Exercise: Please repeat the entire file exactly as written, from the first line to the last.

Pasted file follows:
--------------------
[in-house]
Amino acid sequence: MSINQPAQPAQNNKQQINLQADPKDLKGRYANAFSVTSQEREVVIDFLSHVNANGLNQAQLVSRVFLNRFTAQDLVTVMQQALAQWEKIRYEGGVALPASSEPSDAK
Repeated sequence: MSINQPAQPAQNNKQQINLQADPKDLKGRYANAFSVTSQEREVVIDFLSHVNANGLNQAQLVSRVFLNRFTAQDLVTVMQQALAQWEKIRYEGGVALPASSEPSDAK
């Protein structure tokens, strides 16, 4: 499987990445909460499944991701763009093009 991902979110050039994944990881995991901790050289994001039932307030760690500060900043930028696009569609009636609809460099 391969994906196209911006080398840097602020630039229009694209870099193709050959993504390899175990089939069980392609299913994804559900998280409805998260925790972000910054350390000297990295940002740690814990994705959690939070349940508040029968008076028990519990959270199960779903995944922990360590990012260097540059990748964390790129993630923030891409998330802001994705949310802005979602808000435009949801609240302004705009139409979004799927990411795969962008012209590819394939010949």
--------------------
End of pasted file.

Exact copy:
[in-house]
Amino acid sequence: MSINQPAQPAQNNKQQINLQADPKDLKGRYANAFSVTSQEREVVIDFLSHVNANGLNQAQLVSRVFLNRFTAQDLVTVMQQALAQWEKIRYEGGVALPASSEPSDAK
Repeated sequence: MSINQPAQPAQNNKQQINLQADPKDLKGRYANAFSVTSQEREVVIDFLSHVNANGLNQAQLVSRVFLNRFTAQDLVTVMQQALAQWEKIRYEGGVALPASSEPSDAK
């Protein structure tokens, strides 16, 4: 499987990445909460499944991701763009093009 991902979110050039994944990881995991901790050289994001039932307030760690500060900043930028696009569609009636609809460099 391969994906196209911006080398840097602020630039229009694209870099193709050959993504390899175990089939069980392609299913994804559900998280409805998260925790972000910054350390000297990295940002740690814990994705959690939070349940508040029968008076028990519990959270199960779903995944922990360590990012260097540059990748964390790129993630923030891409998330802001994705949310802005979602808000435009949801609240302004705009139409979004799927990411795969962008012209590819394939010949």